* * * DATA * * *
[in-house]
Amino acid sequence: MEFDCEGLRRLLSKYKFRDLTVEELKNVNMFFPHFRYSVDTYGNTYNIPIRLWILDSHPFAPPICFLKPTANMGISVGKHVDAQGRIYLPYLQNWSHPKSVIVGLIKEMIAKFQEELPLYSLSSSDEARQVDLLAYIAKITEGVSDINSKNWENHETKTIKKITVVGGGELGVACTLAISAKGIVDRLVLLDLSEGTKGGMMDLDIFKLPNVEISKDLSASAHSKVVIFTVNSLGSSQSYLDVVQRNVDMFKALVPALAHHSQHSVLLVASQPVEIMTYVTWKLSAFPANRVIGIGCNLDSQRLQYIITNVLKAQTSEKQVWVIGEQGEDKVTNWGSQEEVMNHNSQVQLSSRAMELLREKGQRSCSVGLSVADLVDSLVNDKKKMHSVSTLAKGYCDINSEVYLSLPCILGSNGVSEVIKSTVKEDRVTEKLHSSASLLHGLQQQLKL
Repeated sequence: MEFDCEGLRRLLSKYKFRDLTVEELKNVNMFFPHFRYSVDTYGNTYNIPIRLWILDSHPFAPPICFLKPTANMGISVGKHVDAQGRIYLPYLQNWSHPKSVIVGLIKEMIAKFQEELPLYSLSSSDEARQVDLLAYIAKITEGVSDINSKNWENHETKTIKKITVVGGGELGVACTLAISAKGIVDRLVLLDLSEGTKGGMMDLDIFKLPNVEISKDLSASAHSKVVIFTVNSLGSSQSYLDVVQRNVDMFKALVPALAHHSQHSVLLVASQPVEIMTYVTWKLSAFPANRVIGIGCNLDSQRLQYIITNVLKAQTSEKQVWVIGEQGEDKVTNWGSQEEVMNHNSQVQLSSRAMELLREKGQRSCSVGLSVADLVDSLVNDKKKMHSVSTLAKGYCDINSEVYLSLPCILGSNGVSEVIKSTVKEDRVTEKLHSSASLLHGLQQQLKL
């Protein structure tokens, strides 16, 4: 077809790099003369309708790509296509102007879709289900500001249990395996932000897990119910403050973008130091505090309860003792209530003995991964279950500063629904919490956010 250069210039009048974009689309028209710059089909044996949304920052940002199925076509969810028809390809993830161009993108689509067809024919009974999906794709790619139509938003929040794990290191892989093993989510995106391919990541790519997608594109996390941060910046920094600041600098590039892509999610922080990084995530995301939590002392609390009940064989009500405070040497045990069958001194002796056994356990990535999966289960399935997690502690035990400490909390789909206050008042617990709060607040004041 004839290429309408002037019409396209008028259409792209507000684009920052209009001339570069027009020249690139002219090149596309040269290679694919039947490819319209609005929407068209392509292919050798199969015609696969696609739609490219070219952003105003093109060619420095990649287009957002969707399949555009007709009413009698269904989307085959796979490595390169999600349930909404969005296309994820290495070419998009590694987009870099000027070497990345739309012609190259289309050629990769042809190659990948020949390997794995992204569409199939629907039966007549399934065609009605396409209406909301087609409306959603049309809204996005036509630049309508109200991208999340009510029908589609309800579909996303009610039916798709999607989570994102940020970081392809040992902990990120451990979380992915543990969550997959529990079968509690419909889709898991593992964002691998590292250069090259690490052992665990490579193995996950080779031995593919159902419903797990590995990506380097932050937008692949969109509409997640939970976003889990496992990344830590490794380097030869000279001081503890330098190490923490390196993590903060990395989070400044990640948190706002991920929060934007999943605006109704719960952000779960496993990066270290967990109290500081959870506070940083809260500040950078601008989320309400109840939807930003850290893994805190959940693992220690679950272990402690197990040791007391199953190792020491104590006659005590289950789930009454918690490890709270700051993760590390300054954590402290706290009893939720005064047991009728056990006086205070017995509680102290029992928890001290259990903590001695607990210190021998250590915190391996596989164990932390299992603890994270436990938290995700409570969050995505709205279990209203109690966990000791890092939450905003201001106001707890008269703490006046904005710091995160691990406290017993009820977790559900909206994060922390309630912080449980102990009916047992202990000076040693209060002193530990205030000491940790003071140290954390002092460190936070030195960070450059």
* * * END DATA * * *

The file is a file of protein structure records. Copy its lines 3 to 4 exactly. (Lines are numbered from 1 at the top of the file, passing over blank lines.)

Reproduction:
Repeated sequence: MEFDCEGLRRLLSKYKFRDLTVEELKNVNMFFPHFRYSVDTYGNTYNIPIRLWILDSHPFAPPICFLKPTANMGISVGKHVDAQGRIYLPYLQNWSHPKSVIVGLIKEMIAKFQEELPLYSLSSSDEARQVDLLAYIAKITEGVSDINSKNWENHETKTIKKITVVGGGELGVACTLAISAKGIVDRLVLLDLSEGTKGGMMDLDIFKLPNVEISKDLSASAHSKVVIFTVNSLGSSQSYLDVVQRNVDMFKALVPALAHHSQHSVLLVASQPVEIMTYVTWKLSAFPANRVIGIGCNLDSQRLQYIITNVLKAQTSEKQVWVIGEQGEDKVTNWGSQEEVMNHNSQVQLSSRAMELLREKGQRSCSVGLSVADLVDSLVNDKKKMHSVSTLAKGYCDINSEVYLSLPCILGSNGVSEVIKSTVKEDRVTEKLHSSASLLHGLQQQLKL
């Protein structure tokens, strides 16, 4: 077809790099003369309708790509296509102007879709289900500001249990395996932000897990119910403050973008130091505090309860003792209530003995991964279950500063629904919490956010 250069210039009048974009689309028209710059089909044996949304920052940002199925076509969810028809390809993830161009993108689509067809024919009974999906794709790619139509938003929040794990290191892989093993989510995106391919990541790519997608594109996390941060910046920094600041600098590039892509999610922080990084995530995301939590002392609390009940064989009500405070040497045990069958001194002796056994356990990535999966289960399935997690502690035990400490909390789909206050008042617990709060607040004041 004839290429309408002037019409396209008028259409792209507000684009920052209009001339570069027009020249690139002219090149596309040269290679694919039947490819319209609005929407068209392509292919050798199969015609696969696609739609490219070219952003105003093109060619420095990649287009957002969707399949555009007709009413009698269904989307085959796979490595390169999600349930909404969005296309994820290495070419998009590694987009870099000027070497990345739309012609190259289309050629990769042809190659990948020949390997794995992204569409199939629907039966007549399934065609009605396409209406909301087609409306959603049309809204996005036509630049309508109200991208999340009510029908589609309800579909996303009610039916798709999607989570994102940020970081392809040992902990990120451990979380992915543990969550997959529990079968509690419909889709898991593992964002691998590292250069090259690490052992665990490579193995996950080779031995593919159902419903797990590995990506380097932050937008692949969109509409997640939970976003889990496992990344830590490794380097030869000279001081503890330098190490923490390196993590903060990395989070400044990640948190706002991920929060934007999943605006109704719960952000779960496993990066270290967990109290500081959870506070940083809260500040950078601008989320309400109840939807930003850290893994805190959940693992220690679950272990402690197990040791007391199953190792020491104590006659005590289950789930009454918690490890709270700051993760590390300054954590402290706290009893939720005064047991009728056990006086205070017995509680102290029992928890001290259990903590001695607990210190021998250590915190391996596989164990932390299992603890994270436990938290995700409570969050995505709205279990209203109690966990000791890092939450905003201001106001707890008269703490006046904005710091995160691990406290017993009820977790559900909206994060922390309630912080449980102990009916047992202990000076040693209060002193530990205030000491940790003071140290954390002092460190936070030195960070450059």